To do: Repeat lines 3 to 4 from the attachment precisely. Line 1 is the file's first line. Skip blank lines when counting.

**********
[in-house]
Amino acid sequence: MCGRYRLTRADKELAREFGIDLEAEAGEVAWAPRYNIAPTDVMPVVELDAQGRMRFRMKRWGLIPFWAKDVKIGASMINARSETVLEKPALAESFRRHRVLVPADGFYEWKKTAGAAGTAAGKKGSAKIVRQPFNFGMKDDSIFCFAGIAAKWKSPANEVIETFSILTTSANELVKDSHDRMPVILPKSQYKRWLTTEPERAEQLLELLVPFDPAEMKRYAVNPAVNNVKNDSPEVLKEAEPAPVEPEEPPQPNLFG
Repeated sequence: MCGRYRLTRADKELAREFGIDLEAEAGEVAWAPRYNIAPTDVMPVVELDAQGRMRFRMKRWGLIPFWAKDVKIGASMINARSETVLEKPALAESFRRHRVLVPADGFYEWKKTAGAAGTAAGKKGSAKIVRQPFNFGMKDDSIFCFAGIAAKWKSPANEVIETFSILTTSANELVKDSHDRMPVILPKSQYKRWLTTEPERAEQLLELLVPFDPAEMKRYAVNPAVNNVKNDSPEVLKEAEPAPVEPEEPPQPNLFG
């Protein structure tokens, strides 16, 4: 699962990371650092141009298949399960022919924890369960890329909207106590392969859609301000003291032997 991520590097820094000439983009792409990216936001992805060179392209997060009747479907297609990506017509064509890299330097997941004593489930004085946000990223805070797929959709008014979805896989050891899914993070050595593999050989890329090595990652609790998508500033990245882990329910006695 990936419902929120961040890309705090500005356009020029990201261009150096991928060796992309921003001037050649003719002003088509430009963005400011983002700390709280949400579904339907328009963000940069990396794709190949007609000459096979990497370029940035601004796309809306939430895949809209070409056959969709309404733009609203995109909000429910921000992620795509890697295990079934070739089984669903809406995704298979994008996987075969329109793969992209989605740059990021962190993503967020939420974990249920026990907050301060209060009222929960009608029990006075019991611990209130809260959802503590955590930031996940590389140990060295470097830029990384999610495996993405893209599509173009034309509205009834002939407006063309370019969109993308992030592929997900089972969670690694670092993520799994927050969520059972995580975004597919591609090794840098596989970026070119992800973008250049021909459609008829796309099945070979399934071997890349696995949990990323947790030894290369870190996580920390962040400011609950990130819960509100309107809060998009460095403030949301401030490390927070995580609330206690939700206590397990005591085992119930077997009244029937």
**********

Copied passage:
Repeated sequence: MCGRYRLTRADKELAREFGIDLEAEAGEVAWAPRYNIAPTDVMPVVELDAQGRMRFRMKRWGLIPFWAKDVKIGASMINARSETVLEKPALAESFRRHRVLVPADGFYEWKKTAGAAGTAAGKKGSAKIVRQPFNFGMKDDSIFCFAGIAAKWKSPANEVIETFSILTTSANELVKDSHDRMPVILPKSQYKRWLTTEPERAEQLLELLVPFDPAEMKRYAVNPAVNNVKNDSPEVLKEAEPAPVEPEEPPQPNLFG
């Protein structure tokens, strides 16, 4: 699962990371650092141009298949399960022919924890369960890329909207106590392969859609301000003291032997 991520590097820094000439983009792409990216936001992805060179392209997060009747479907297609990506017509064509890299330097997941004593489930004085946000990223805070797929959709008014979805896989050891899914993070050595593999050989890329090595990652609790998508500033990245882990329910006695 990936419902929120961040890309705090500005356009020029990201261009150096991928060796992309921003001037050649003719002003088509430009963005400011983002700390709280949400579904339907328009963000940069990396794709190949007609000459096979990497370029940035601004796309809306939430895949809209070409056959969709309404733009609203995109909000429910921000992620795509890697295990079934070739089984669903809406995704298979994008996987075969329109793969992209989605740059990021962190993503967020939420974990249920026990907050301060209060009222929960009608029990006075019991611990209130809260959802503590955590930031996940590389140990060295470097830029990384999610495996993405893209599509173009034309509205009834002939407006063309370019969109993308992030592929997900089972969670690694670092993520799994927050969520059972995580975004597919591609090794840098596989970026070119992800973008250049021909459609008829796309099945070979399934071997890349696995949990990323947790030894290369870190996580920390962040400011609950990130819960509100309107809060998009460095403030949301401030490390927070995580609330206690939700206590397990005591085992119930077997009244029937």